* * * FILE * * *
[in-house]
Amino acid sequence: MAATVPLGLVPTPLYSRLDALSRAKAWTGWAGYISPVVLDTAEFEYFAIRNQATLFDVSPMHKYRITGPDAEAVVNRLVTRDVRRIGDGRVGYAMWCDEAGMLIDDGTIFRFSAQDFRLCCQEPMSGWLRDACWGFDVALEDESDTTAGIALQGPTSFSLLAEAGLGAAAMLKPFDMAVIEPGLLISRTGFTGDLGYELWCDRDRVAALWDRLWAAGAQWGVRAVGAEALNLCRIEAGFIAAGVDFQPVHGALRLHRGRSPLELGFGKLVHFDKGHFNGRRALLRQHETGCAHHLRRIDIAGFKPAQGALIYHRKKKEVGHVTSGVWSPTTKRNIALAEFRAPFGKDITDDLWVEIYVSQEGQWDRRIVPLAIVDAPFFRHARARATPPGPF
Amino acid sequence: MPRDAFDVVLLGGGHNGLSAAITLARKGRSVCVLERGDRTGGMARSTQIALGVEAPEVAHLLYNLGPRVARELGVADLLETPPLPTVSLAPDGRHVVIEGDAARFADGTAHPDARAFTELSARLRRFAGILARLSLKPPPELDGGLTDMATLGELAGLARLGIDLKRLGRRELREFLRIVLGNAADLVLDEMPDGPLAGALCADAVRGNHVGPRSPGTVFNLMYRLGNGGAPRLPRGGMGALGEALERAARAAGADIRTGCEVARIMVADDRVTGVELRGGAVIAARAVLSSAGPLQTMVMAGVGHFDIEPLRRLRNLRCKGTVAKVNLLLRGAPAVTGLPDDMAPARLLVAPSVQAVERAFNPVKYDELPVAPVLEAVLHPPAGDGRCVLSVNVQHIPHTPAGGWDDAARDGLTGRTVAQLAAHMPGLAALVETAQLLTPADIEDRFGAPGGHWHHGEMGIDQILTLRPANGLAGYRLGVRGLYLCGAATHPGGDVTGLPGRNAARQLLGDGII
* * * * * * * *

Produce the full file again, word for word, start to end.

[in-house]
Amino acid sequence: MAATVPLGLVPTPLYSRLDALSRAKAWTGWAGYISPVVLDTAEFEYFAIRNQATLFDVSPMHKYRITGPDAEAVVNRLVTRDVRRIGDGRVGYAMWCDEAGMLIDDGTIFRFSAQDFRLCCQEPMSGWLRDACWGFDVALEDESDTTAGIALQGPTSFSLLAEAGLGAAAMLKPFDMAVIEPGLLISRTGFTGDLGYELWCDRDRVAALWDRLWAAGAQWGVRAVGAEALNLCRIEAGFIAAGVDFQPVHGALRLHRGRSPLELGFGKLVHFDKGHFNGRRALLRQHETGCAHHLRRIDIAGFKPAQGALIYHRKKKEVGHVTSGVWSPTTKRNIALAEFRAPFGKDITDDLWVEIYVSQEGQWDRRIVPLAIVDAPFFRHARARATPPGPF
Amino acid sequence: MPRDAFDVVLLGGGHNGLSAAITLARKGRSVCVLERGDRTGGMARSTQIALGVEAPEVAHLLYNLGPRVARELGVADLLETPPLPTVSLAPDGRHVVIEGDAARFADGTAHPDARAFTELSARLRRFAGILARLSLKPPPELDGGLTDMATLGELAGLARLGIDLKRLGRRELREFLRIVLGNAADLVLDEMPDGPLAGALCADAVRGNHVGPRSPGTVFNLMYRLGNGGAPRLPRGGMGALGEALERAARAAGADIRTGCEVARIMVADDRVTGVELRGGAVIAARAVLSSAGPLQTMVMAGVGHFDIEPLRRLRNLRCKGTVAKVNLLLRGAPAVTGLPDDMAPARLLVAPSVQAVERAFNPVKYDELPVAPVLEAVLHPPAGDGRCVLSVNVQHIPHTPAGGWDDAARDGLTGRTVAQLAAHMPGLAALVETAQLLTPADIEDRFGAPGGHWHHGEMGIDQILTLRPANGLAGYRLGVRGLYLCGAATHPGGDVTGLPGRNAARQLLGDGII